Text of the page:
If you've arranged or planned a cruise for this summer or fall, chances are you're getting a good deal. Base cruise prices are still low, compared with many land vacations, and you can take advantage of the many good rates. But cruise lines, like airlines, are feeling the squeeze that side-by-side price comparisons put on what they can charge. And, like airlines, they've resorted to separating out much of what used to be "free" into "optional" fees, as well as puffing up the prices of everything you buy onboard. You can avoid this price creep by abstaining, but at some point, that means you have to forego activities you really want. And that means you're often at the mercy of your cruise line's pricing.
Shore excursions are among the priciest cruise line options. Your cruise line almost certainly pitches its own shore excursions in each port ... and maybe even tries to lock you in by pre-selling excursions when you first arrange your cruise. Unfortunately, in my experience, many cruise lines' shore excursions suffer from three key problems. They're usually overpriced, compared with what you can buy on your own. They usually waste too much time in assembling and herding tour members around. And they waste time with overly long stops at souvenir stores that give kickbacks to the cruise line or sightseeing company.
Fortunately, you have feasible alternatives. One of the leading agencies for independent excursions, Viator, recently mounted a special website for shore excursions. Enter your cruise line, ship and itinerary, and Viator displays a list of the tours it offers in competition with those available through the cruise line. Viator says that it guarantees, first, that it's cheaper than cruise lines and second, a timely return to your ship. On a recent check, its site posted a box comparing its prices for a Barcelona stop with prices on Carnival and Norwegian, indicating its costs of $133.39, compared with $199 and $199.95 on the cruise lines.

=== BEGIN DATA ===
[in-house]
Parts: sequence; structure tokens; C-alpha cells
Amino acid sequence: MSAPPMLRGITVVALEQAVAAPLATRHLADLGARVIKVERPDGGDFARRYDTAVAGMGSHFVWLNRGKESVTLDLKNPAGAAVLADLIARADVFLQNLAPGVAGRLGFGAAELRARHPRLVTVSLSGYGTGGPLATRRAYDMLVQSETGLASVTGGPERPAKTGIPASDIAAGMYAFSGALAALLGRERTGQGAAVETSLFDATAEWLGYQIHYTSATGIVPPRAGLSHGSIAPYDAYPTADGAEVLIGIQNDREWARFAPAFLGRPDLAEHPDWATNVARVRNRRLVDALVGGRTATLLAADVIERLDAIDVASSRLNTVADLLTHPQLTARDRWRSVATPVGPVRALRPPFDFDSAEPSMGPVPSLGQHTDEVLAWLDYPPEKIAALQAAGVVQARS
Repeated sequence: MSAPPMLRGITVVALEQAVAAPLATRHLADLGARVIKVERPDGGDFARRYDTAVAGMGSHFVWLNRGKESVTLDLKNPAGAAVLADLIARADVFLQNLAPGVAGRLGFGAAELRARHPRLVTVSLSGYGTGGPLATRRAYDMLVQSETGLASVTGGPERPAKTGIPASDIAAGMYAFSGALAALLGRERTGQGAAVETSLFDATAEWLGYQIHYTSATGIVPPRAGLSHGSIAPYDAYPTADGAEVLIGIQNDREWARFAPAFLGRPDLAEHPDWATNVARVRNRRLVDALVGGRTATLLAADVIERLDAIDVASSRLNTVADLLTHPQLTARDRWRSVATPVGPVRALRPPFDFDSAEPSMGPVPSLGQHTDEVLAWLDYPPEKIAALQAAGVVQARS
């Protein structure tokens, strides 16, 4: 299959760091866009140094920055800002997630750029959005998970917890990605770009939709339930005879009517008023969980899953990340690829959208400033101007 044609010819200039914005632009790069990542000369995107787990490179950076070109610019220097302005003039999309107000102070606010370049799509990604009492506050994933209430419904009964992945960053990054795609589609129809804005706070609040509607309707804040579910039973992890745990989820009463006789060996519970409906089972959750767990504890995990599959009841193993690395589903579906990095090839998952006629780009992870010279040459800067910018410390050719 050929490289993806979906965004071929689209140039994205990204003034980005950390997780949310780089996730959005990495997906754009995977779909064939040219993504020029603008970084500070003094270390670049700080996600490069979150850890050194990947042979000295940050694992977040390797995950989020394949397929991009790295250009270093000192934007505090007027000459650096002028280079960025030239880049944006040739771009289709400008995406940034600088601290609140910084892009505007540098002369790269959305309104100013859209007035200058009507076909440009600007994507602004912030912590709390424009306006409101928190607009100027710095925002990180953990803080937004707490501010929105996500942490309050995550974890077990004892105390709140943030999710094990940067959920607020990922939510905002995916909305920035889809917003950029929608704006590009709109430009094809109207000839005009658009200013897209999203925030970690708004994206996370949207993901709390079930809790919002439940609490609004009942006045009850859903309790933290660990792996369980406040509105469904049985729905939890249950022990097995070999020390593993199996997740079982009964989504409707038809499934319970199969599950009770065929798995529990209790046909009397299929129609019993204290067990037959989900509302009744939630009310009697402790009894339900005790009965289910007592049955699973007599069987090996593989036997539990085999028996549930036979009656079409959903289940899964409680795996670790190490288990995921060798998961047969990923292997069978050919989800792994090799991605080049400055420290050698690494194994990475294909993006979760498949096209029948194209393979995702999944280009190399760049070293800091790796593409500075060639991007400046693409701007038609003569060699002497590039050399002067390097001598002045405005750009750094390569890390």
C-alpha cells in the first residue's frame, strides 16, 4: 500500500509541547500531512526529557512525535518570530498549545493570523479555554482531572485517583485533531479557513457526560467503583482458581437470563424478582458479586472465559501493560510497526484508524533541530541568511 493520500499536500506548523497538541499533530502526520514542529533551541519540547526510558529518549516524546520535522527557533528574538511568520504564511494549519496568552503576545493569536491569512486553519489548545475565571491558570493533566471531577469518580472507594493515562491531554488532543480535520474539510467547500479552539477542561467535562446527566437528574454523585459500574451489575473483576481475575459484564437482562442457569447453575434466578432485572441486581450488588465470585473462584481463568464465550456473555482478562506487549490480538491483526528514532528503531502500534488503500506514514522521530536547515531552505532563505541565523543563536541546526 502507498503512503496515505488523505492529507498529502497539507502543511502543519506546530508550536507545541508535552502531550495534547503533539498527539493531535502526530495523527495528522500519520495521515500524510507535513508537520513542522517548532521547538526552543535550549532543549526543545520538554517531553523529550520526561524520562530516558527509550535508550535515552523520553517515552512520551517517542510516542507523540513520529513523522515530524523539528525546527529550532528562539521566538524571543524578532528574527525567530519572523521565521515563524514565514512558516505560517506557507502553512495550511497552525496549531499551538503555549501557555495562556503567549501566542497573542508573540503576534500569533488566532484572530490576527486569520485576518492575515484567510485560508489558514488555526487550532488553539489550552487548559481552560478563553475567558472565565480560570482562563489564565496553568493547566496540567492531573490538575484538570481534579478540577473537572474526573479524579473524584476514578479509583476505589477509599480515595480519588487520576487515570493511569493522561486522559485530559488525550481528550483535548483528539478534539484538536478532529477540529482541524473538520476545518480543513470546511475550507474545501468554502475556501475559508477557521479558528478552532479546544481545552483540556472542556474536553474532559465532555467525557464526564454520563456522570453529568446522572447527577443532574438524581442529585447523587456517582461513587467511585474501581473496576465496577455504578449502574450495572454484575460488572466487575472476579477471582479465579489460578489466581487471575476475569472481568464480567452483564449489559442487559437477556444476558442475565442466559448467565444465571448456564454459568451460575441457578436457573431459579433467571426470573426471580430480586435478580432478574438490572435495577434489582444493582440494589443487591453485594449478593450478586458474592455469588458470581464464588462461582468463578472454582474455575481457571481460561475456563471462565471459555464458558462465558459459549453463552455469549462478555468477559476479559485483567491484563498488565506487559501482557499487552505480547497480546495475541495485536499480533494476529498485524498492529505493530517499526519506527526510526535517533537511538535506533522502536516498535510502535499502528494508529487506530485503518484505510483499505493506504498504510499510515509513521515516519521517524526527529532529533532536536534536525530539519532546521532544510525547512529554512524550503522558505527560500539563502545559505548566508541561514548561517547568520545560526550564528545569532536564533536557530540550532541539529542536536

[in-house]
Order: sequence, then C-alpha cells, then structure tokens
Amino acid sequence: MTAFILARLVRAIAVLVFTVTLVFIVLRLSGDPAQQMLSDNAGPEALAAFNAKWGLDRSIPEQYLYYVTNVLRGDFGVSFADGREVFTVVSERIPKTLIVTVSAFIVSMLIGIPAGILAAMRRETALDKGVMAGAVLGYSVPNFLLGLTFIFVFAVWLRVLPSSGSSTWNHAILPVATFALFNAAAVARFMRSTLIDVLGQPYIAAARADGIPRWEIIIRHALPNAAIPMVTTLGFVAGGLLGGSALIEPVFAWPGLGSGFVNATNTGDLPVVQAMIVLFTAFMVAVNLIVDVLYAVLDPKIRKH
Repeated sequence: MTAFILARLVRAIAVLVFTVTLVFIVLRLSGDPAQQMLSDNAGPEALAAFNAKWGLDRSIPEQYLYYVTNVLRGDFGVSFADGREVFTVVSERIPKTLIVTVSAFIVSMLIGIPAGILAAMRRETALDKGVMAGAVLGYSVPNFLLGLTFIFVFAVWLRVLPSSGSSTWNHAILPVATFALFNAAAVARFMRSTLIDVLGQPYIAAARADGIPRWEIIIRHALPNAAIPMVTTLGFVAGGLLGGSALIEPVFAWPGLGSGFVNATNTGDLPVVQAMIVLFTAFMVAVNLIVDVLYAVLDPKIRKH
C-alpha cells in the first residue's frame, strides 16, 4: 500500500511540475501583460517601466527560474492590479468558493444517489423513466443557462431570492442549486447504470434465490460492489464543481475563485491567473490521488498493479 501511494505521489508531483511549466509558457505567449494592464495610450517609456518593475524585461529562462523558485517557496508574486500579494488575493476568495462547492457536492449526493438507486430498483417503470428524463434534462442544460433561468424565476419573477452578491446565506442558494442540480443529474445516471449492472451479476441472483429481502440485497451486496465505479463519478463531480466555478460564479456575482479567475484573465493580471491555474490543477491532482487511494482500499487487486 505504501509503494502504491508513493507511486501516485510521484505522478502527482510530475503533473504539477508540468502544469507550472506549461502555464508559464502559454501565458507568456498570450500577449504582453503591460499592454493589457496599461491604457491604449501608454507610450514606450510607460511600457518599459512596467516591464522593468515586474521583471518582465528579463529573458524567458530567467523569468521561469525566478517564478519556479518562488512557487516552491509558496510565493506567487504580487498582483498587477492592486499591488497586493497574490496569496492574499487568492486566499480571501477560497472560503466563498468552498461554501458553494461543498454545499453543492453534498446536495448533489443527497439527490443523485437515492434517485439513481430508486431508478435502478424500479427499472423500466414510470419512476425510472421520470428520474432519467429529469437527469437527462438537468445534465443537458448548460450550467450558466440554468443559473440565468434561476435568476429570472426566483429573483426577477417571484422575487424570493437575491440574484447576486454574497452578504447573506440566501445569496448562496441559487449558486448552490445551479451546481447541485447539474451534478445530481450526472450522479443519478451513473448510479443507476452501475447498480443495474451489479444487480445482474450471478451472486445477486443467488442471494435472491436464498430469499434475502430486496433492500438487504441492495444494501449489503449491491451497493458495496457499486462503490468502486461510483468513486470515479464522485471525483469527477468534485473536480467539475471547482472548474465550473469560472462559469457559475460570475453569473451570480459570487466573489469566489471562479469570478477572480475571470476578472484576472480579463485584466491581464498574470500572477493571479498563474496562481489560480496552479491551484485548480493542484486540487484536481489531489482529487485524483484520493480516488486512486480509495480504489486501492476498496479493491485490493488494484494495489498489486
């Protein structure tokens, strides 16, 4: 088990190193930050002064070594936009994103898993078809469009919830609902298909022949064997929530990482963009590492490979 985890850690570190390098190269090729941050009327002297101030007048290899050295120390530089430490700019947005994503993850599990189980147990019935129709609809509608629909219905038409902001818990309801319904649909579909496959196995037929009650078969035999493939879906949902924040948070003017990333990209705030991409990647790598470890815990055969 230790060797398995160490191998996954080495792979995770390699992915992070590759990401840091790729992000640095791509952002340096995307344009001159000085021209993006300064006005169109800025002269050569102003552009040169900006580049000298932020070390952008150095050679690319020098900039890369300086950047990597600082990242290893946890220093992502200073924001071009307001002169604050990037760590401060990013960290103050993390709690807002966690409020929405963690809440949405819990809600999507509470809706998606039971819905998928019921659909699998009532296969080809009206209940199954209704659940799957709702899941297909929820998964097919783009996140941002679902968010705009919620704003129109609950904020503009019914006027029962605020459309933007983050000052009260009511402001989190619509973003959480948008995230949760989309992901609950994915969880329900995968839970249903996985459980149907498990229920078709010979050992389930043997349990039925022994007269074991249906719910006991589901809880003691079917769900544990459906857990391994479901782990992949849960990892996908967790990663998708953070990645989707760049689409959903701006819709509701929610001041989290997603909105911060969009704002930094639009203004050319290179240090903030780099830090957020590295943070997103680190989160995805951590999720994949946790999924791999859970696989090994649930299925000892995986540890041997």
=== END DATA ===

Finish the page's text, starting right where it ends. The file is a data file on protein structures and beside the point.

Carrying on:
Another approach is to find a local company online. As a test, I Googled "Rome shore excursions" and found a bunch of local tour operators. Unfortunately, most were for very expensive ($500 and up) "private" excursions, which are almost surely better than tour-bus groups but not cheap. At least in Rome, the U.S. agencies' deals were better, although you might get a different result in other ports.
Of course, you can arrange your own excursions in many ports at even lower cost:
- Hire a local cabdriver to take you around the area, going where you want to go and avoiding the tourist traps.
- Rent a car for a day. Many rental companies either have port offices or meet ships.
- Use local public transportation or just walk; at many stops, the main attractions are close to the port.
Your choice depends on where you are and what your interests are. On a Mediterranean cruise, for example, most ports enjoy easy access to local public transport. In the Caribbean, a taxi tour is probably a better bet. In Juneau or Anchorage, Alaska, think first of a rented car. Your choice also depends on your travel party: Taxis and rental cars work out best when three or four people share the cost.
You'll do better with any approach if you do your homework. Start with one or two current cruise guidebooks: Both Fodor's and Frommer's publish them for the main cruising areas. Other publishers offer more specialized cruise guides; browse Amazon.com or a local travel bookstore. And such online forums as Cruise Critic (a SmarterTravel sister site) have lots of port information. A few dollars spent on those books—and a few hours spent online—will pay big dividends after you set sail.
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Ed Perkins Seniors on the Go is copyright (c) 2012 Tribune Media Services, Inc.